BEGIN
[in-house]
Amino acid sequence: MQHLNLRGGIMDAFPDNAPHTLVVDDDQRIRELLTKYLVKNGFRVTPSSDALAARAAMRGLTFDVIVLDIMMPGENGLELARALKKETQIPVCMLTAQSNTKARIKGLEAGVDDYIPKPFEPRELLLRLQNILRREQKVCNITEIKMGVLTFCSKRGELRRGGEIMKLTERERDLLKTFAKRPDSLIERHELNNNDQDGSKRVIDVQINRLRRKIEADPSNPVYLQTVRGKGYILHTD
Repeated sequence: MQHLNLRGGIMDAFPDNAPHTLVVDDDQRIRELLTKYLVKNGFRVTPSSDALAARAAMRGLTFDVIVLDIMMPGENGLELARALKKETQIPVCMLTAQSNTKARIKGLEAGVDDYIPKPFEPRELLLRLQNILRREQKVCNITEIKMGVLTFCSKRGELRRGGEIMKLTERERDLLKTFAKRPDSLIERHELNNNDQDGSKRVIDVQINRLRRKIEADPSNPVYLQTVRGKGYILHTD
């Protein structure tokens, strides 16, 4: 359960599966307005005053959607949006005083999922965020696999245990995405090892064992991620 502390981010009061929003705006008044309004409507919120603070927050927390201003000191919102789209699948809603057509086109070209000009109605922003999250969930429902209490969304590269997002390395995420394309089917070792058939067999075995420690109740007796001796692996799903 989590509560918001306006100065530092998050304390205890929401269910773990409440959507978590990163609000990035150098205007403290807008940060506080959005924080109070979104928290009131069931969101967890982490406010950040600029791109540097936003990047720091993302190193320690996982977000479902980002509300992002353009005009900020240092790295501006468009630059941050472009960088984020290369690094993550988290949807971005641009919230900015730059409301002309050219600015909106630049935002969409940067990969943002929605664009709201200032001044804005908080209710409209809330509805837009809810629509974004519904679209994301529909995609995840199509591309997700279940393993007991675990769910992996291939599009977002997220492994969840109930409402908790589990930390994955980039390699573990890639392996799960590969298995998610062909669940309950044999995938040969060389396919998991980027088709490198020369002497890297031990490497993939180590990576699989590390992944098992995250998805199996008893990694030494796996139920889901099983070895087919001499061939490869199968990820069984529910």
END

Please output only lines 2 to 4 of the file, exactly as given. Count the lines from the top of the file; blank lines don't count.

Amino acid sequence: MQHLNLRGGIMDAFPDNAPHTLVVDDDQRIRELLTKYLVKNGFRVTPSSDALAARAAMRGLTFDVIVLDIMMPGENGLELARALKKETQIPVCMLTAQSNTKARIKGLEAGVDDYIPKPFEPRELLLRLQNILRREQKVCNITEIKMGVLTFCSKRGELRRGGEIMKLTERERDLLKTFAKRPDSLIERHELNNNDQDGSKRVIDVQINRLRRKIEADPSNPVYLQTVRGKGYILHTD
Repeated sequence: MQHLNLRGGIMDAFPDNAPHTLVVDDDQRIRELLTKYLVKNGFRVTPSSDALAARAAMRGLTFDVIVLDIMMPGENGLELARALKKETQIPVCMLTAQSNTKARIKGLEAGVDDYIPKPFEPRELLLRLQNILRREQKVCNITEIKMGVLTFCSKRGELRRGGEIMKLTERERDLLKTFAKRPDSLIERHELNNNDQDGSKRVIDVQINRLRRKIEADPSNPVYLQTVRGKGYILHTD
């Protein structure tokens, strides 16, 4: 359960599966307005005053959607949006005083999922965020696999245990995405090892064992991620 502390981010009061929003705006008044309004409507919120603070927050927390201003000191919102789209699948809603057509086109070209000009109605922003999250969930429902209490969304590269997002390395995420394309089917070792058939067999075995420690109740007796001796692996799903 989590509560918001306006100065530092998050304390205890929401269910773990409440959507978590990163609000990035150098205007403290807008940060506080959005924080109070979104928290009131069931969101967890982490406010950040600029791109540097936003990047720091993302190193320690996982977000479902980002509300992002353009005009900020240092790295501006468009630059941050472009960088984020290369690094993550988290949807971005641009919230900015730059409301002309050219600015909106630049935002969409940067990969943002929605664009709201200032001044804005908080209710409209809330509805837009809810629509974004519904679209994301529909995609995840199509591309997700279940393993007991675990769910992996291939599009977002997220492994969840109930409402908790589990930390994955980039390699573990890639392996799960590969298995998610062909669940309950044999995938040969060389396919998991980027088709490198020369002497890297031990490497993939180590990576699989590390992944098992995250998805199996008893990694030494796996139920889901099983070895087919001499061939490869199968990820069984529910």